Ice road crossing on Hay River may be open by end of month

Paul Bickford/NNSL photo On Nov. 18, Joachim Minoza, an employee of K'atlodeeche First Nation, floods the area of the ice crossing between Hay River and the Hay River Reserve.

Paul Bickford/NNSL photo
On Nov. 18, Joachim Minoza, an employee of K’atlodeeche First Nation, floods the area of the ice crossing between Hay River and the Hay River Reserve.

The ice road across the Hay River – connecting the town and the reserve – is expected to be open before the end of November.

“We started flooding so that we’re hoping to have the ice crossing for cars and light traffic open by the end of the month, which is about normal,” said Peter Groenen, the CEO with K’atlodeeche First Nation. “Usually it opens sometime in November.”

The flooding, which builds up the thickness of the ice, began last week.

“As soon as it is safe, it will be open,” said Groenen.

KFN also tested the ice on Nov. 14 and found it to be nine inches thick in the area of the crossing.

“I was quite surprised the ice was nine inches thick,” said Groenen. “I didn’t think that it would’ve been that thick.”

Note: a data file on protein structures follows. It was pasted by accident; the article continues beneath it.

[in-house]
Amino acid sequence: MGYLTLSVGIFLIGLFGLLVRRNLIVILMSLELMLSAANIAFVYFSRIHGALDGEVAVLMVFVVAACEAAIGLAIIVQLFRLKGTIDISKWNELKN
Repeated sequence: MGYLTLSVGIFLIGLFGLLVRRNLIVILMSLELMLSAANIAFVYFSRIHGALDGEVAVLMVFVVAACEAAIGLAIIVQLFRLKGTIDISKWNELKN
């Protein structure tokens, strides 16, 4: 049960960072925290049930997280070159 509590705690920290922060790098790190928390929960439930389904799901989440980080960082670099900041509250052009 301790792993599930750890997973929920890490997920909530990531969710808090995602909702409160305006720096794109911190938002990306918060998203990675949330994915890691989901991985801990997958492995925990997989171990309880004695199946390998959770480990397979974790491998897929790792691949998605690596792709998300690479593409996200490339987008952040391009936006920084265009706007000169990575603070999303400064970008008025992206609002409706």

Although he said, while the weather has been warm, there have been some cold spells.

Each year, the road is created and maintained by the First Nation as a shortcut between the town and the Hay River Reserve.

It allows people to avoid a longer drive to Highway 5 and then across the Pine Point Bridge and into town.

While the ice is thick at the road crossing, Groenen stressed that people should use caution.

“We only tested that part of the river,” he said. “So there could be other parts of the river where it could be much thinner. If you go up by the bridge, there’s open water over there.”

Plus, he said there is open water at other sections of the river.

“We urge people to use caution absolutely,” he said.

Ross Potter, the director of protective services with the Town of Hay River, also urged people to use caution with the ice.

“I wouldn’t say it’s safe yet,” Potter said on Nov. 17. “I know in the town newsletter that was sent out a few days ago I had some recommendations about ice thickness. And people should follow those guidelines before they start crossing the ice.”

Some Hay River residents had been expressing their concern on Facebook after seeing people on the ice, including on snowmobiles.

One resident described going onto the ice as playing Russian roulette.

–Paul Bickford